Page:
|Archipelago||(West) Frisian Islands|
|Adjacent bodies of water||Wadden Sea|
Richel (Dutch pronunciation: [ˈrɪɣəl] ( listen); English: Ridge), or rather De Richel (The Ridge), is a permanently dry sandbank in the Wadden Sea, in the gap between the Dutch islands of Vlieland and Terschelling. It is located about 1 kilometer east of the northernmost point of Vlieland and is administered by the municipality of Vlieland. The sandbank has an average surface area of 116 hectares. It is completely flooded only during extremely high tides.
The island is primarily known as the most important breeding place in the Wadden Sea for grey seals. More than 300 pups are born on Richel in winter. In summer seals seem to prefer areas more sheltered from human contact. The sandbank is also important as a breeding and feeding area for ringed plovers, Kentish plovers, little terns and other bird species.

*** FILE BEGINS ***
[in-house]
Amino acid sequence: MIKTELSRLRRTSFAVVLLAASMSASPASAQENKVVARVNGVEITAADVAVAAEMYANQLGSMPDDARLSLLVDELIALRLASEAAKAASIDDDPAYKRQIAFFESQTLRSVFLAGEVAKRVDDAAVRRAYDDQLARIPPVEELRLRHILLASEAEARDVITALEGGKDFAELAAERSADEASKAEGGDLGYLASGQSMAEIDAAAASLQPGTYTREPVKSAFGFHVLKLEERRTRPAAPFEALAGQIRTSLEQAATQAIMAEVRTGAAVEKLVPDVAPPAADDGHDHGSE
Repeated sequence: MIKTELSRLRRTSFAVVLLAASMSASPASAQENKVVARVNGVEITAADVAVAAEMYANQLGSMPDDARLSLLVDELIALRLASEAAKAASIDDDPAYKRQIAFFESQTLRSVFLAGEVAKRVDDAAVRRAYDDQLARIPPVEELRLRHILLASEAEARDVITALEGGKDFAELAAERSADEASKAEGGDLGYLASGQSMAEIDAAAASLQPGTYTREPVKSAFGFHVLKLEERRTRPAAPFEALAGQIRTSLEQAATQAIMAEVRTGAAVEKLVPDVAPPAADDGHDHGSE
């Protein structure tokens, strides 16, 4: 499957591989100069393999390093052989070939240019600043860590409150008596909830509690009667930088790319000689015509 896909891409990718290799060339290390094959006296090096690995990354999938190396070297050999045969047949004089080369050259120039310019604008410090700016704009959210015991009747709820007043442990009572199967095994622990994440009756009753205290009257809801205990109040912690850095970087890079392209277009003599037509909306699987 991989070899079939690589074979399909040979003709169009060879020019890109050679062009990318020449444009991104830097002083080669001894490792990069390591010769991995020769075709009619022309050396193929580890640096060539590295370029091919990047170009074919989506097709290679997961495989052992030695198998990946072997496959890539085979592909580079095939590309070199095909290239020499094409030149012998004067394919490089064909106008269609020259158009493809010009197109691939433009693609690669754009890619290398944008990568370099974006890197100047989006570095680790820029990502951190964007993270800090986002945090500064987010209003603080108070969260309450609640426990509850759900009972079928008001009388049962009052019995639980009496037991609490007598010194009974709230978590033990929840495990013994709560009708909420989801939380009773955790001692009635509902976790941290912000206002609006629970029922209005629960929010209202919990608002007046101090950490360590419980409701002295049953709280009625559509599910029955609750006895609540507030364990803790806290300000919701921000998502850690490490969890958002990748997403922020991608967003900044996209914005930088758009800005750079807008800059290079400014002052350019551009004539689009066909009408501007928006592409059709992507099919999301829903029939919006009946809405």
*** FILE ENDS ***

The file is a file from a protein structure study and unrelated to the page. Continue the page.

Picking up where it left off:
Richel is uninhabited and virtually barren. It is too low to support any permanent vegetation. The sandbank is only able to support some temporary colonisation by the grass species sand couch (Elytrigia juncea).
The ferry between Harlingen and Vlieland passes by Richel, making a detour around the sandbank. During low tide, it is possible to walk to the sandbank from Vlieland (see mudflat hiking) although Richel is off-limits to humans due to its importance as a nature area. Boat trips from Vlieland used to be organised daily during the summer tourist season to observe the seal population on Richel.
- Media related to Richel at Wikimedia Commons